African Feminism: The Politics of Survival in Sub-Saharan Africa

African Feminism: The Politics of Survival in Sub-Saharan Africa

African Feminism: The Politics of Survival in Sub-Saharan Africa

African Feminism: The Politics of Survival in Sub-Saharan Africa

Synopsis

"This book is the best thing I've seen on the question--not only of 'feminism' in its African articulation but also, more generally, on the question of how feminism emerges and what it means to those who espouse it."--Joan Scott, Institute for Advanced Study, Princeton

Excerpt

Gwendolyn Mikell

The Crises of Gender and State

Contemporary African women sometimes think of themselves as walking a political/gender tightrope. On one hand, they are concerned about the sea of economic and political troubles facing their communities and their national “ships of state.” On the other hand, they are grappling with how to affirm their own identities while transforming societal notions of gender and familial roles.

Over the past two decades, states in sub-Saharan Africa have gone through many crises: the failure of male-dominated, multi-party politics or state socialism in the aftermath of independence; the onset of coups and establishment of military regimes; the economic instability that culminated in the collapse of national economies; the imposition of controversial, Western-mediated structural-adjustment programs; and, finally, the pressures to democratize governance processes so as to involve the “people.” the colonially derived boundaries of African countries have been questioned, as have been the people’s loyalty to the administrative and political structures that we call “the state.” Perhaps most importantly, sub-Saharan African states feel pressured to restructure themselves under the guidance of more technologically advanced Western states and “global” powers rather than under their own independent means. They operate in a global environment that poses questions about what functions the African “state” performs for its citizens, what viability third-world states have in today’s world, and whether there is a need for so many political units in contemporary Africa.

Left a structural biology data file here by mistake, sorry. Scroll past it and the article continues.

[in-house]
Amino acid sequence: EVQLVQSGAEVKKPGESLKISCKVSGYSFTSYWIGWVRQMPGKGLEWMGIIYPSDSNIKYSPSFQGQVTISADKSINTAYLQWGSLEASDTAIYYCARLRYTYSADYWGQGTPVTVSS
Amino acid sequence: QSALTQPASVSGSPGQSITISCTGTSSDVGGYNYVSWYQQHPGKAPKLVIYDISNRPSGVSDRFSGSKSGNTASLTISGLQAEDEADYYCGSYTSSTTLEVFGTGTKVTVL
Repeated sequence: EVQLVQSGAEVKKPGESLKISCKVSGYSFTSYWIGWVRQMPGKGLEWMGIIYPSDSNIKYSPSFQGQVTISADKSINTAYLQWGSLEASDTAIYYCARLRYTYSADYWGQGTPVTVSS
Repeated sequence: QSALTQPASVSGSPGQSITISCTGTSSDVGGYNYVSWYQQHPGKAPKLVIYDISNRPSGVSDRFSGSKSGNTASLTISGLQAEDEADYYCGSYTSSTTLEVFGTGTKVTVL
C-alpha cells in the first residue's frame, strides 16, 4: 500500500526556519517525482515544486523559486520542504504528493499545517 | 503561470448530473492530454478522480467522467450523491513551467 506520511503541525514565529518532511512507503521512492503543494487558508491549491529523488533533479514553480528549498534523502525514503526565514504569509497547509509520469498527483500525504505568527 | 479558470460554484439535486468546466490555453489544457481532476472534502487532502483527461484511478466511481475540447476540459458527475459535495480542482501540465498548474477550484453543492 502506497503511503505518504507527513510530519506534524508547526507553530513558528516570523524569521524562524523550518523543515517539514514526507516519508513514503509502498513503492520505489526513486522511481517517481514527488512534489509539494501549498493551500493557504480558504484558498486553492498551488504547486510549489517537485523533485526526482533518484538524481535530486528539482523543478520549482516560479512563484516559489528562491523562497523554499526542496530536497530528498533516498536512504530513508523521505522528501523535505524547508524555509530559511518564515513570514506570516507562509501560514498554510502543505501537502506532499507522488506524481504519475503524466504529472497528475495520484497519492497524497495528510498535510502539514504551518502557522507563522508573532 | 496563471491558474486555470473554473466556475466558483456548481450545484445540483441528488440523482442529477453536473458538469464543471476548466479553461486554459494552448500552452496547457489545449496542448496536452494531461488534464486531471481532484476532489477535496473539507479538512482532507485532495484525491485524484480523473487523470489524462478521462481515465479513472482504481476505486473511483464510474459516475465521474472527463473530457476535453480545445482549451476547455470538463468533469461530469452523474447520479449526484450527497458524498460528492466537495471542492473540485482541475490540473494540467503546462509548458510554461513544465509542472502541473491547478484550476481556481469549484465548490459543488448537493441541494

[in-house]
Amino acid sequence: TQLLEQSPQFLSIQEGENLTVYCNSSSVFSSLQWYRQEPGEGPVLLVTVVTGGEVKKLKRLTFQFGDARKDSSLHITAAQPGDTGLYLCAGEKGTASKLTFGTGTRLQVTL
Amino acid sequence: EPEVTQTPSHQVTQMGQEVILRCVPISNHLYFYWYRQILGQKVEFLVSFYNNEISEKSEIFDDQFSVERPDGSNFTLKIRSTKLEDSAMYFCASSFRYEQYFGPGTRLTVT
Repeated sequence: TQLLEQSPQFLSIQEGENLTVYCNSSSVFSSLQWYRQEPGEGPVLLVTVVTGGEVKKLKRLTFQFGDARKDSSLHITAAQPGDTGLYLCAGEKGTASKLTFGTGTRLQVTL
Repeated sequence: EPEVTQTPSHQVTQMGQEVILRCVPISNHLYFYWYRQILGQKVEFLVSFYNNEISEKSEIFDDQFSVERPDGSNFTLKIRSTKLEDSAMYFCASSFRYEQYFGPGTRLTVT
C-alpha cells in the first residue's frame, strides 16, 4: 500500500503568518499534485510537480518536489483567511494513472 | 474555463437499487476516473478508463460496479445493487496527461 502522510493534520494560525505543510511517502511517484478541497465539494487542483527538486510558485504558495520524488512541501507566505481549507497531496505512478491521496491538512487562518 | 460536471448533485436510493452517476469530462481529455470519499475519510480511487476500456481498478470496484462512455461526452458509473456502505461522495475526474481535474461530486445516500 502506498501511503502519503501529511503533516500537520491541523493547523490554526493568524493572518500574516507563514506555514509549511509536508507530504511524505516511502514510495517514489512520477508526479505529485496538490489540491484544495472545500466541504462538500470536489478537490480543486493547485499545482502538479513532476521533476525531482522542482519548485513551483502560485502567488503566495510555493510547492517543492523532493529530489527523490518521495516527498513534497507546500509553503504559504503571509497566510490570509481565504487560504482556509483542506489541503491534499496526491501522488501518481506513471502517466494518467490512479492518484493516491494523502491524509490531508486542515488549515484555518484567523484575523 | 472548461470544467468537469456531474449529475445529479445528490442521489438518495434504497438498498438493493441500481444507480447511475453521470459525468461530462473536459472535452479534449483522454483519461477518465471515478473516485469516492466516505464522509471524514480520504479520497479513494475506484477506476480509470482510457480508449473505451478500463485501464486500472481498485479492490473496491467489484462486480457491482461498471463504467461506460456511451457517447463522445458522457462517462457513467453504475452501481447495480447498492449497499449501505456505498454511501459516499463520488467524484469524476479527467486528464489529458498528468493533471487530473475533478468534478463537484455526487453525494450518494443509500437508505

African women know that they have borne the brunt of the crises of their states over the past two decades. the evidence is apparent in the lower educational levels for women across the continent, the continuing presence of women in agricultural and other rural activities (rather than in the professions and other income-producing activities), and in the higher levels of female malnutrition and maternal and infant mortality so well documented . . .

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